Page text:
3. Scientific American lost its own credibility on the subject when it printed a one-sided critique of Lomborg's book. One respondent claimed that the magazine "threatened legal action to stifle debate" about Lomborg's book.

So there you have it. Let me know whether you think I've been fair, and I'll try to fix it up.

TOPICS: Miscellaneous
KEYWORDS: globalwarming; stateoffear
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To: beavus

The pop. of earth has risen from 1+Billion to 6 Billion, yet tese turdbuckets NEVER mention the CO² emissions of ALL mammals on earth???? Bravo Sierra!!!

21 posted on 03/18/2006 6:52:50 AM PST by Waco
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To: beavus

Are You a Global Warming Skeptic?

No, I'm a cynic.

"global warming" is a wedge issue, period.

Designed to divide the general public and confiscate wealth to be used to continue the "debate" and conduct "studies"

22 posted on 03/18/2006 6:55:48 AM PST by WhiteGuy ("Every Generation needs a new revolution" - Jefferson)
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To: beavus
A good article, I think. It presents what the author avers are summaries of the responses he got to his questions.

I am reminded of an old Bugs Bunny cartoon (I can't remember if it was on film or in print).

Dramatic personae:

Laboratory Rabbit: Bugs Bunny
White Coated Scientist: Elmer Fudd

Several Scenes where the rabbit is presented with a choice of two foods: A large carrot and a small carrot. The rabbit repeatedly chooses the small carrot.

Scientist asks rabbit, "Wabbit, why do you keep choosing the smaller cawwit?"

Rabbit: "Because if I took the bigger one, you'd stop bringing me cawwits!"

The lesson?

If the scientists slopping at the public trough ever admitted that there is no scientific basis to their repeated claims of anthropomorphic climate changes -- they'd lose their funding!

What we have is the repeating absurdity of climate modelers continually presenting their latest tweaks -- only to be upstaged by skeptics pointing out what these geniuses missed -- followed by a new cycle of "corrected" models.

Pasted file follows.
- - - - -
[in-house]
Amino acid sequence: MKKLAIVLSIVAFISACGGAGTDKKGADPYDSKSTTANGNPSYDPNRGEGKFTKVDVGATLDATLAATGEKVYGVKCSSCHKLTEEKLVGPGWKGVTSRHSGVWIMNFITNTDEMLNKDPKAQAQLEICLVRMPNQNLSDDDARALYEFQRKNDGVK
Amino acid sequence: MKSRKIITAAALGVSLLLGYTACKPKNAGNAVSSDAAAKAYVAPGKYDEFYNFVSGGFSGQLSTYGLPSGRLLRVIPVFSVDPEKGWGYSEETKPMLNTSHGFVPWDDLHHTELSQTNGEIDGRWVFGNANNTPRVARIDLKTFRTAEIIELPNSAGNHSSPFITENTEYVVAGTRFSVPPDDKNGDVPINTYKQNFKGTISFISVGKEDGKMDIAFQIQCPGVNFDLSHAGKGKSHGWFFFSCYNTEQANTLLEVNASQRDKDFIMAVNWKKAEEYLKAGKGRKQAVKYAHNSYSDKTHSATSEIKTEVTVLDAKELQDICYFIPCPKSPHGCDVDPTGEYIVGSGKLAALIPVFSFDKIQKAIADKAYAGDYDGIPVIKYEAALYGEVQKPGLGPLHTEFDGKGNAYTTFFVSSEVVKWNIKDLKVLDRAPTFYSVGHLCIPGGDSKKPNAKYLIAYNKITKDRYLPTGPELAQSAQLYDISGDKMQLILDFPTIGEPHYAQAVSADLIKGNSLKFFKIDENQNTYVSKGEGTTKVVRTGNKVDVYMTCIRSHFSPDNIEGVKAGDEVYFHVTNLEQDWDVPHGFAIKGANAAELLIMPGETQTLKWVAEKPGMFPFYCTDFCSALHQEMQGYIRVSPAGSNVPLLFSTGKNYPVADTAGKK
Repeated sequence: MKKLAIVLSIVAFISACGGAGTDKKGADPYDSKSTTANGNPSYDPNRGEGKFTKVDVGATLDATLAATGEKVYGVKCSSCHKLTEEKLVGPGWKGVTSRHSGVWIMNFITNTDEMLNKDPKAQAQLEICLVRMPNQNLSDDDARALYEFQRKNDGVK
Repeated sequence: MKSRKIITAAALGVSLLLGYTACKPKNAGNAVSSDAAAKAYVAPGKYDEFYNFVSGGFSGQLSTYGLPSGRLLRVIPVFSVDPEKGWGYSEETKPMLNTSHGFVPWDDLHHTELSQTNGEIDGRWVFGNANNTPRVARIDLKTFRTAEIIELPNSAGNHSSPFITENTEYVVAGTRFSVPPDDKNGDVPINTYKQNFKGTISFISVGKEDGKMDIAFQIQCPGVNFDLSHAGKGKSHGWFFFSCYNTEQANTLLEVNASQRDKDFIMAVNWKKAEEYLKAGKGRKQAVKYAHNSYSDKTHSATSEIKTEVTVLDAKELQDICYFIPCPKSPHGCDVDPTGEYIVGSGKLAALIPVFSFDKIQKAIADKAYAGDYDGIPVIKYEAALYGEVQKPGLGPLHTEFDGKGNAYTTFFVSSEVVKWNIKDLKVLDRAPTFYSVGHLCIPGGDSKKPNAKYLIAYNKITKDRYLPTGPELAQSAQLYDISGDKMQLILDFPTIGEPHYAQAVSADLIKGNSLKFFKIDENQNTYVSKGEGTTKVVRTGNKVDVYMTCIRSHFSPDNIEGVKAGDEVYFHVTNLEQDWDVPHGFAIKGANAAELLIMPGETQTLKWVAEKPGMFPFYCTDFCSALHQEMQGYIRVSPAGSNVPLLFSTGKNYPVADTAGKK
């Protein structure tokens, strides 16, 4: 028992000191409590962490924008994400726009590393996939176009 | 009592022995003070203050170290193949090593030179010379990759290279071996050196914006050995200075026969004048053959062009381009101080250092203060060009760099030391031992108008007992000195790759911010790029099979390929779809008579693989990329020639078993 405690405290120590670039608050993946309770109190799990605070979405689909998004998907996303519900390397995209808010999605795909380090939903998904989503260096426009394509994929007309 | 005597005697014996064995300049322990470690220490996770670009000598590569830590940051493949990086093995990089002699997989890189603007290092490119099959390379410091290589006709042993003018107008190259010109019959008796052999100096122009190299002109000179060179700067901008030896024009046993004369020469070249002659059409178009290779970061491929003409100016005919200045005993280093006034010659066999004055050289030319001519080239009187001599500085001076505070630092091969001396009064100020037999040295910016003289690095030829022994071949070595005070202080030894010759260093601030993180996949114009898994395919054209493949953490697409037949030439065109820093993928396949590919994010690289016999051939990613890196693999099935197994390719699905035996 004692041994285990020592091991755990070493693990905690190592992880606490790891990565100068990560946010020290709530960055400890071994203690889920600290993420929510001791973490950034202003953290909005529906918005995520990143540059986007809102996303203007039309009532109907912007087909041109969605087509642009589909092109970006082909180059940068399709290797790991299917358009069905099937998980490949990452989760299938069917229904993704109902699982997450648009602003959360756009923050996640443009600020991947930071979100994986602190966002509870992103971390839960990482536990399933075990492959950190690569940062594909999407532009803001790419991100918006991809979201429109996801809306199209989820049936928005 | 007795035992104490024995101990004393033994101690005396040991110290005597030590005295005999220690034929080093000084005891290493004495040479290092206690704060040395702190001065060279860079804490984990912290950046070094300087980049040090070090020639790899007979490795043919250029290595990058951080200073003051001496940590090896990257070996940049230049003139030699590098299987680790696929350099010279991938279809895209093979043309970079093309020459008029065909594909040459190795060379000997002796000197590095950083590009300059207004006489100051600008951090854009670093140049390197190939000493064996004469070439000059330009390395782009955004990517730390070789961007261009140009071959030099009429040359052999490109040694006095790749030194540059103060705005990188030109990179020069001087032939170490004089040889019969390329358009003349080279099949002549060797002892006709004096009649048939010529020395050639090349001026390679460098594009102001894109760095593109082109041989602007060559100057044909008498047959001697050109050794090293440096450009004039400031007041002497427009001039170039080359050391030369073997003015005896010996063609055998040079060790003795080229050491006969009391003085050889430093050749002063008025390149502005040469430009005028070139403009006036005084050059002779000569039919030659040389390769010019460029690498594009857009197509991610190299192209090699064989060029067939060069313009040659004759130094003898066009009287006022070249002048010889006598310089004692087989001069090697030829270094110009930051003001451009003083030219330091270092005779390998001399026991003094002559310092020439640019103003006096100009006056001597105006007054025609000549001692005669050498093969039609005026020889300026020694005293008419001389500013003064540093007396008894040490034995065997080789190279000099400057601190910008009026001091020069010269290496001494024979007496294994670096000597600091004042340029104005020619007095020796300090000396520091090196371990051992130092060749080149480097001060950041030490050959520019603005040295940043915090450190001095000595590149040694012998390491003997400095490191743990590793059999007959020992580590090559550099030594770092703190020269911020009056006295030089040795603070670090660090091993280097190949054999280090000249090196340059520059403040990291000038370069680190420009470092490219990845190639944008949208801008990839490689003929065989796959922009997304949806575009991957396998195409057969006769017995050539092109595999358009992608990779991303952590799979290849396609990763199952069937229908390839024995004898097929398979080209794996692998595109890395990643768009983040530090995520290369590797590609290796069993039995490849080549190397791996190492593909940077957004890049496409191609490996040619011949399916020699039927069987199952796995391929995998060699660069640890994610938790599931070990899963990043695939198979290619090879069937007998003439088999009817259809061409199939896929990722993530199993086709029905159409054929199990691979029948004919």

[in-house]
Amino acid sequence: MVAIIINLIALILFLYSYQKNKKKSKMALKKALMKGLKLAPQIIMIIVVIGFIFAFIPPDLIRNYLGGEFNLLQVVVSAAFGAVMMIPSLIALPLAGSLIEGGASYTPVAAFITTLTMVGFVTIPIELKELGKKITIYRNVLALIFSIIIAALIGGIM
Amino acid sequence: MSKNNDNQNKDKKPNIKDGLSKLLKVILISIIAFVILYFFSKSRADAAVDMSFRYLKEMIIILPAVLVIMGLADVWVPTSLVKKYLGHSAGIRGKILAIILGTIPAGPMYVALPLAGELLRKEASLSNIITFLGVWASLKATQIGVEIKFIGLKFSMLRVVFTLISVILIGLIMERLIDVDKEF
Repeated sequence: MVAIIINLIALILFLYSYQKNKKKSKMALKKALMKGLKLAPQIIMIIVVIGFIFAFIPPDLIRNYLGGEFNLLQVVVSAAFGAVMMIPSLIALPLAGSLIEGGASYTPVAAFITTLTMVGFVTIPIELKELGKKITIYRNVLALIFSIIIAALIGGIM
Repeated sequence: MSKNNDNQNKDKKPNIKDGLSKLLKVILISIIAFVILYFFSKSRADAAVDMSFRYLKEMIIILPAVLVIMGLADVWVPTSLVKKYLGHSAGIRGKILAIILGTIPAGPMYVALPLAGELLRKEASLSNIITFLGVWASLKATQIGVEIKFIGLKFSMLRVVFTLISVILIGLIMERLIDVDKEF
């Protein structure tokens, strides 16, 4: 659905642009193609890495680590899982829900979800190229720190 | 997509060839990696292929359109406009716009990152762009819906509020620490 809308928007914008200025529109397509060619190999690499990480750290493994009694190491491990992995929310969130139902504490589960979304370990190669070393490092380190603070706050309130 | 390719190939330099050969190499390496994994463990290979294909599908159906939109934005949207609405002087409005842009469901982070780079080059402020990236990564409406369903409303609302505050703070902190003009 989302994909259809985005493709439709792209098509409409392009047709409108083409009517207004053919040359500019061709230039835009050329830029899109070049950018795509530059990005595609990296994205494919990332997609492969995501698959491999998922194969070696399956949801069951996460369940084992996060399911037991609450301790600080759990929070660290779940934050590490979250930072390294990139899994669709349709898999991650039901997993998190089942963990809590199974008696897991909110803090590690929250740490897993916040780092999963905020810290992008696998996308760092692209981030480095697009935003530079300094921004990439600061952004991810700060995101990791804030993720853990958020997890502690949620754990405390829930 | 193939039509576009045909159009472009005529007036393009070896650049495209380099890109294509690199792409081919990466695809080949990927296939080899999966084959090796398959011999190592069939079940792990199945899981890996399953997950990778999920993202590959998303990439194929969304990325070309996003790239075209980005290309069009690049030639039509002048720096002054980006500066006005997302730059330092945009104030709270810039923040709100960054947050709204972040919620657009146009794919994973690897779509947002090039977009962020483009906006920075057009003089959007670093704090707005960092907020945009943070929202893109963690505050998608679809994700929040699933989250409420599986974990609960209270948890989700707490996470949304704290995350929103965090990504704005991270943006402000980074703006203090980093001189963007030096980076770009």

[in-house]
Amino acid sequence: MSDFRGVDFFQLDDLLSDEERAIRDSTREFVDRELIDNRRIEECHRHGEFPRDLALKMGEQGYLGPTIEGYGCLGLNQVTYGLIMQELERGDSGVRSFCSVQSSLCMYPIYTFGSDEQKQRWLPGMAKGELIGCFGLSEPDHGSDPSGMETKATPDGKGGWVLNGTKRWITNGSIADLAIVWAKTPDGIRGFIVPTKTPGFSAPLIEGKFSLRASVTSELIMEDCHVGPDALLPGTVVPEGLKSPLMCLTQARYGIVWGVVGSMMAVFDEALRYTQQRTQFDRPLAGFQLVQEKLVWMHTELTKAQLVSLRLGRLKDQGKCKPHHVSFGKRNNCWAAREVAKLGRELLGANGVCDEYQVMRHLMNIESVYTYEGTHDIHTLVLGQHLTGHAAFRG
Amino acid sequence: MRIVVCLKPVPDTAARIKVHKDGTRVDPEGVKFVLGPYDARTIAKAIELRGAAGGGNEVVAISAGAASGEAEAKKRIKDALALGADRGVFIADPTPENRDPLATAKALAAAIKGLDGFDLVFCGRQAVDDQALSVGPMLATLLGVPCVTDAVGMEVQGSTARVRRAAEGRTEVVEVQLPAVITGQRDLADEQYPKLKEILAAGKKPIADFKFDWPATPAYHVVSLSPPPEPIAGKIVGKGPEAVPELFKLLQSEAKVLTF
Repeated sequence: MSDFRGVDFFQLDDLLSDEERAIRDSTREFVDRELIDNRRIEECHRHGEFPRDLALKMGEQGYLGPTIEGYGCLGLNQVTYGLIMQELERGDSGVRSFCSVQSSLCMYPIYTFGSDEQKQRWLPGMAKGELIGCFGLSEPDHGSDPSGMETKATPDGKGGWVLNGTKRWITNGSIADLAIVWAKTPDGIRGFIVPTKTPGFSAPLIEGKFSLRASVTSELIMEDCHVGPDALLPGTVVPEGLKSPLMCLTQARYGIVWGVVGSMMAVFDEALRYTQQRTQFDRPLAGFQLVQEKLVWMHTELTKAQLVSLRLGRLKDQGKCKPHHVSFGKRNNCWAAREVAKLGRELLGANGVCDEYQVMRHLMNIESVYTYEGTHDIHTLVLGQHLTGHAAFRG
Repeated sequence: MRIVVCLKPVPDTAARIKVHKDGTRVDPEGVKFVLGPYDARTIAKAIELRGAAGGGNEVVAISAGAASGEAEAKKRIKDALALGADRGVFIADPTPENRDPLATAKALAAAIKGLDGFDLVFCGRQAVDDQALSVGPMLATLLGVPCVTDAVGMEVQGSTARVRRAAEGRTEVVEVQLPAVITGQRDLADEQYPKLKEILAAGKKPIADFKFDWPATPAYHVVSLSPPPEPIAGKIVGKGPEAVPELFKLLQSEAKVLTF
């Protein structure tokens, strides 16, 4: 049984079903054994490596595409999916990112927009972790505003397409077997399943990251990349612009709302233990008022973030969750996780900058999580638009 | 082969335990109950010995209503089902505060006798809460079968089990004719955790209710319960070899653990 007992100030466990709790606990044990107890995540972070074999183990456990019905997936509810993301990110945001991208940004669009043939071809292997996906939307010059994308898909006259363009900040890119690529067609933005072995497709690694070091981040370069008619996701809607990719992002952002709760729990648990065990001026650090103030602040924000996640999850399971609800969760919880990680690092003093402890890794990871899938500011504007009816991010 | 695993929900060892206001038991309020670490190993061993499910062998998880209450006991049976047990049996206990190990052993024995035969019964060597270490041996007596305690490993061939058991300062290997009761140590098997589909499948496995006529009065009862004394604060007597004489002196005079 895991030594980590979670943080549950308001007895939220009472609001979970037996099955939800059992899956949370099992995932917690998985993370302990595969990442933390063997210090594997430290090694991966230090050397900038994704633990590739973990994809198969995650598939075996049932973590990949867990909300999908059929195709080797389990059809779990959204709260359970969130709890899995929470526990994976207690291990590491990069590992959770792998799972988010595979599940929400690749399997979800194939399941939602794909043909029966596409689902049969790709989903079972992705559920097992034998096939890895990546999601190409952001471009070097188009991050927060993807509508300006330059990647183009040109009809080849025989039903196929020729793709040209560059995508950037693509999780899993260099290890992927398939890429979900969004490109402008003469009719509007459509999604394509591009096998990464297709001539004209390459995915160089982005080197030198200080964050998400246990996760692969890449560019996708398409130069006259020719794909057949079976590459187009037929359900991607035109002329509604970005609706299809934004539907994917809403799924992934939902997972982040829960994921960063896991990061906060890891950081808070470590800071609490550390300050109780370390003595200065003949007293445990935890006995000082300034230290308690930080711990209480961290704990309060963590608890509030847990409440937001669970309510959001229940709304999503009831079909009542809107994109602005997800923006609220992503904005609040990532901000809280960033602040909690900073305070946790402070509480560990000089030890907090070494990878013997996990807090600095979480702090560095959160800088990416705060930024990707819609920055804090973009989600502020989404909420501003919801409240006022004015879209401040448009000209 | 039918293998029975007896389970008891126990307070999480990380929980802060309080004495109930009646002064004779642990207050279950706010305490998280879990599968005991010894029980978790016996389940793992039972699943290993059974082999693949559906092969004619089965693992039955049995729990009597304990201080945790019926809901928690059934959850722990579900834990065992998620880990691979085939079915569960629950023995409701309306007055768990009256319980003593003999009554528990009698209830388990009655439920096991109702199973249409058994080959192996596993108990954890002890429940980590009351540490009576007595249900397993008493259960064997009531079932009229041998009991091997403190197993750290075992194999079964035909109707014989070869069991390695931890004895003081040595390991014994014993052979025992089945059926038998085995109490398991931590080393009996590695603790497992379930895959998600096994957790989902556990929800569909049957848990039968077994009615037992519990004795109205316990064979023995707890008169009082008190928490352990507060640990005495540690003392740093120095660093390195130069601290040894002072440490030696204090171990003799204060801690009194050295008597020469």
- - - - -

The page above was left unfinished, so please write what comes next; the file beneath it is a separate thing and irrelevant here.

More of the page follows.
If the science behind Kyoto was so good, then why do the proponents have to continually revise their models to take account of the factors they missed on the previous go-around?

What we never hear is an admission that their previous models were flawed and that the Kyoto accord was based on flawed data and flawed models. Instead, we continually hear, "We got it right THIS TIME!"

What a hoot!

Norman Rogers
23 posted on 03/18/2006 6:56:05 AM PST by Norman Rogers
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To: Baynative
It is sometimes interesting as a separate matter to follow chains of thought, but there is a danger in not separating the idea from the person.
24 posted on 03/18/2006 6:58:49 AM PST by beavus (Hussein's war. Bush's response.)
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To: beavus
He only alludes to the use of "global warming" as a [hockey] stick whose main purpose is to jealousy attack the US.

And in the same vein, he fails enumerate all of the other moonbat "causes" that seek to use "global warming" as the
reason to get their agendas implemented, such as PETA.

25 posted on 03/18/2006 7:02:51 AM PST by Calvin Locke
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To: beavus

...and danger in not separating the thing from its label.

26 posted on 03/18/2006 7:04:04 AM PST by (The conspiracy of ignorance masquerades as common sense.)
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Comment #27 Removed by Moderator

To: Roccus
Obviously Mars was inhabited by conservative LGM.

LGMs who play with Little Green Footballs?


28 posted on 03/18/2006 7:07:22 AM PST by DuncanWaring (The Lord uses the good ones; the bad ones use the Lord.)
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To: beavus
If someone really believes that global warming is a crisis they will demand replacing coal plants with nuke ones as fast as possible. I will walk arm in arm with him.

If he does not support this, but instead advocates mandates for solar power, windmills, electric cars or monorails, he's a phony and should be ignored.

29 posted on 03/18/2006 7:09:27 AM PST by Tribune7
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To: beavus